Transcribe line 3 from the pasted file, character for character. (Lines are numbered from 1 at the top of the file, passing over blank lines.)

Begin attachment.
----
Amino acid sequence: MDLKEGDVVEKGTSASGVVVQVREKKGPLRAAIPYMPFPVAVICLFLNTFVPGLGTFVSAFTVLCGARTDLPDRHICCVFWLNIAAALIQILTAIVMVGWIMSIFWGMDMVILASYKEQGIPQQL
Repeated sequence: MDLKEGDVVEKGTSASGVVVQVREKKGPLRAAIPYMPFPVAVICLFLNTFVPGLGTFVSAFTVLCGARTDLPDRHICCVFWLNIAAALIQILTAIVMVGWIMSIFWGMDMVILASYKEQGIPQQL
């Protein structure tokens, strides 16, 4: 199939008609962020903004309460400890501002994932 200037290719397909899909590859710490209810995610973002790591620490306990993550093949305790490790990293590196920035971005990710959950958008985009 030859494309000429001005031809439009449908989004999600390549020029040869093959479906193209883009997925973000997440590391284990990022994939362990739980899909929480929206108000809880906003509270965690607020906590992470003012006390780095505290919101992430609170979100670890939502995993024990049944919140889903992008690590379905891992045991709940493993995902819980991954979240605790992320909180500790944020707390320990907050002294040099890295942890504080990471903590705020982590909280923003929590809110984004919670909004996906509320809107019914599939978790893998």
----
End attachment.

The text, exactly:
């Protein structure tokens, strides 16, 4: 199939008609962020903004309460400890501002994932 200037290719397909899909590859710490209810995610973002790591620490306990993550093949305790490790990293590196920035971005990710959950958008985009 030859494309000429001005031809439009449908989004999600390549020029040869093959479906193209883009997925973000997440590391284990990022994939362990739980899909929480929206108000809880906003509270965690607020906590992470003012006390780095505290919101992430609170979100670890939502995993024990049944919140889903992008690590379905891992045991709940493993995902819980991954979240605790992320909180500790944020707390320990907050002294040099890295942890504080990471903590705020982590909280923003929590809110984004919670909004996906509320809107019914599939978790893998």